The Trail of The Sword by Gilbert Parker
My Dear Father:
Once, many years ago, in a kind of despair, you were impelled to say that I would "never be anything but a rascally lawyer." This, it may be, sat upon your conscience, for later you turned me gravely towards Paley and the Thirty-nine Articles; and yet I know that in your deepest soldier's heart, you really pictured me, how unavailingly, in scarlet and pipe-clay, and with sabre, like yourself in youth and manhood. In all I disappointed you, for I never had a brief or a parish, and it was another son of yours who carried on your military hopes. But as some faint apology--I almost dare hope some recompense for what must have seemed wilfulness, I send you now this story of a British soldier and his "dear maid," which has for its background the old city of Quebec, whose high ramparts you walked first sixty years ago; and for setting, the beginning of those valiant fightings, which, as I have heard you say, "through God's providence and James Wolfe, gave England her best possession."
You will, I feel sure, quarrel with the fashion of my campaigns, and be troubled by my anachronisms; but I beg you to remember that long ago you gave my young mind much distress when you told that wonderful story, how you, one man, "surrounded" a dozen enemies, and drove them prisoners to headquarters. "Surrounded" may have been mere lack of precision, but it serves my turn now, as you see. You once were--and I am precise here--a gallant swordsman: there are legends yet of your doings with a crack Dublin bully. Well, in the last chapter of this tale you shall find a duel which will perhaps recall those early days of this century, when your blood was hot and your hand ready. You would be distrustful of the details of this scene, did I not tell you that, though the voice is Jacob's the hand is another's. Swordsmen are not so many now in the army or out of it, that, among them, Mr. Walter Herrim Pollock's name will have escaped you: so, if you quarrel, let it be with Esau; though, having good reason to be grateful to him, that would cause me sorrow.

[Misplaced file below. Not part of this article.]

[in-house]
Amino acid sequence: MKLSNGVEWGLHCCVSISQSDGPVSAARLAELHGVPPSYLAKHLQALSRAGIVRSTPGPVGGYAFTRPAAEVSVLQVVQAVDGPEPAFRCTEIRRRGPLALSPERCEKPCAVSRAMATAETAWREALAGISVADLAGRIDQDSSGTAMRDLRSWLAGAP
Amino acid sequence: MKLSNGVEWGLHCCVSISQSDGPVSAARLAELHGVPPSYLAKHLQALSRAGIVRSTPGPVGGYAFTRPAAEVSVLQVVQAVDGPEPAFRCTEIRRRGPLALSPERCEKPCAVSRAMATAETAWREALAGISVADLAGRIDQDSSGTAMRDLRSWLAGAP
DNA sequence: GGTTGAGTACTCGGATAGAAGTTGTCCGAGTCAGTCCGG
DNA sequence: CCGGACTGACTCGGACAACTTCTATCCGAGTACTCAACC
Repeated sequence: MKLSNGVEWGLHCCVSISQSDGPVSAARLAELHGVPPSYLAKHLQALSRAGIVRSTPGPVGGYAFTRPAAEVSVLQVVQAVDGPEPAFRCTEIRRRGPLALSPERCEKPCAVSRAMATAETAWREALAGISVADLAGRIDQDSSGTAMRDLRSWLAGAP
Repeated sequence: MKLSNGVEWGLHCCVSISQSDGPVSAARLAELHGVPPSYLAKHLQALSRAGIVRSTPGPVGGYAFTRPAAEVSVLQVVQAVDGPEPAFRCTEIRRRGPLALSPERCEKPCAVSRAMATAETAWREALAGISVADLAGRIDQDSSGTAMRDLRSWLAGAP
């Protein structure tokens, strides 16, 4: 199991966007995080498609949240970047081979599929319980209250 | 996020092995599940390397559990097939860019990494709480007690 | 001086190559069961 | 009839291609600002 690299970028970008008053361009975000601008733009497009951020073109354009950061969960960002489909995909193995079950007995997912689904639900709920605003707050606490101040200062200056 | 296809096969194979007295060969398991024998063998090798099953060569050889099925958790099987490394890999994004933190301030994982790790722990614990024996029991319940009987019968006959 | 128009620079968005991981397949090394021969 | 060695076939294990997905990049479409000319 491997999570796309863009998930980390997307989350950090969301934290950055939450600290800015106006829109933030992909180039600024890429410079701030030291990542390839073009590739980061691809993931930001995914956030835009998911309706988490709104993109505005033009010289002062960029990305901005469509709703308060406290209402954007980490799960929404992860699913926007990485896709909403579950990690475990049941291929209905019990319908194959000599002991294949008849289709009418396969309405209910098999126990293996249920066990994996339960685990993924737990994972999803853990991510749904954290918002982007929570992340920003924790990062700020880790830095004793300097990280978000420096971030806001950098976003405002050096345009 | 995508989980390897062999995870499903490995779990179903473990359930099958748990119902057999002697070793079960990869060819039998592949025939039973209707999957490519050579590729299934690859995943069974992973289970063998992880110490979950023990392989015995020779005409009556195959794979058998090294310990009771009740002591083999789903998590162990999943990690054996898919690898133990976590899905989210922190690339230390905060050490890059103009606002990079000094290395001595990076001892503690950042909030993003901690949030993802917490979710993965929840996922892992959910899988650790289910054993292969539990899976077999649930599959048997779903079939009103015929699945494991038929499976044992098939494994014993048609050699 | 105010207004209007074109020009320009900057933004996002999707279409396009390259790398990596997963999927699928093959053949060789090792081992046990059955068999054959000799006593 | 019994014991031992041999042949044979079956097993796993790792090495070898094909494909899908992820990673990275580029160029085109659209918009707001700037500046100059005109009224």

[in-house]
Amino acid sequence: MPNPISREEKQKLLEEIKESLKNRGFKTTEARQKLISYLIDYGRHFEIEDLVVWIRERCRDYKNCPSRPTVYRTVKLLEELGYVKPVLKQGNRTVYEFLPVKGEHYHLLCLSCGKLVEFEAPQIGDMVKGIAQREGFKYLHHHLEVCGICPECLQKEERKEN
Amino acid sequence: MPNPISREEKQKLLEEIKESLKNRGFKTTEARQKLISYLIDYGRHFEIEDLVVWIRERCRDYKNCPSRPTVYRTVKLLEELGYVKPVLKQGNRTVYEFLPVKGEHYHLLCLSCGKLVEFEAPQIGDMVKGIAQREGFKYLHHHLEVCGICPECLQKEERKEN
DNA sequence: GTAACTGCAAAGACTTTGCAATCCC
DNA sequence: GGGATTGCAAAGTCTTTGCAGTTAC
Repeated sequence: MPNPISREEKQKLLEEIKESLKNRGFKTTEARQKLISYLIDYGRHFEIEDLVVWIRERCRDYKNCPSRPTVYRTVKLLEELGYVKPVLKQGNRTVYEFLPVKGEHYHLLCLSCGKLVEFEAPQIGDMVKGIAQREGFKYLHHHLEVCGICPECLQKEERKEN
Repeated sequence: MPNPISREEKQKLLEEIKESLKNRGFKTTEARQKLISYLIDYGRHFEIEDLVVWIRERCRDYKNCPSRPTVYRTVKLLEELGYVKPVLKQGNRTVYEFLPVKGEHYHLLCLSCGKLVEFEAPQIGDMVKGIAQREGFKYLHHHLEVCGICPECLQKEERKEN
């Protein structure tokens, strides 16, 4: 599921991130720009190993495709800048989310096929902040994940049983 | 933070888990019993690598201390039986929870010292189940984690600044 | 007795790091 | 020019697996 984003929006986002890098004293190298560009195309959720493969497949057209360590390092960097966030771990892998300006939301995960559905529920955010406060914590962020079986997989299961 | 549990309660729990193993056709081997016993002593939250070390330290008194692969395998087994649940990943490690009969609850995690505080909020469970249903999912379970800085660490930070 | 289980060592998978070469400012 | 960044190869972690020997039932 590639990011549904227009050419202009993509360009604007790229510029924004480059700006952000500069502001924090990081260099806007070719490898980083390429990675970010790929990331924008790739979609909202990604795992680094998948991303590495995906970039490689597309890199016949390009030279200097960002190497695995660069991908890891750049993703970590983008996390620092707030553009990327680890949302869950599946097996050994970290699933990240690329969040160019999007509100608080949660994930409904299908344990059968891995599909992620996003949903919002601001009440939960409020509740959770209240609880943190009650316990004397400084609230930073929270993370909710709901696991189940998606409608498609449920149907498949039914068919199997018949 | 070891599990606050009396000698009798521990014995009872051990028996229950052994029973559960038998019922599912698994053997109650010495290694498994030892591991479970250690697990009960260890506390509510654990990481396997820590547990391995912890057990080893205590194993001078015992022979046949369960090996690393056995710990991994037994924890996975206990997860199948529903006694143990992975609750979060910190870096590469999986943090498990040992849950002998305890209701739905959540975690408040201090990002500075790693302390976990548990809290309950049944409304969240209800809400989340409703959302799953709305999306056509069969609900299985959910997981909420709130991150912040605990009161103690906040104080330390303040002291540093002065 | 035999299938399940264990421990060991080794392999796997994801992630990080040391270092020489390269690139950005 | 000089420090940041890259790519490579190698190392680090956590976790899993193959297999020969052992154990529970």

My dear father, you are nearing the time-post of ninety years, with great health and cheerfulness; it is my hope you may top the arch of your good and honourable life with a century key-stone.
Believe me, sir,
Your affectionate son,
15th September, 1894,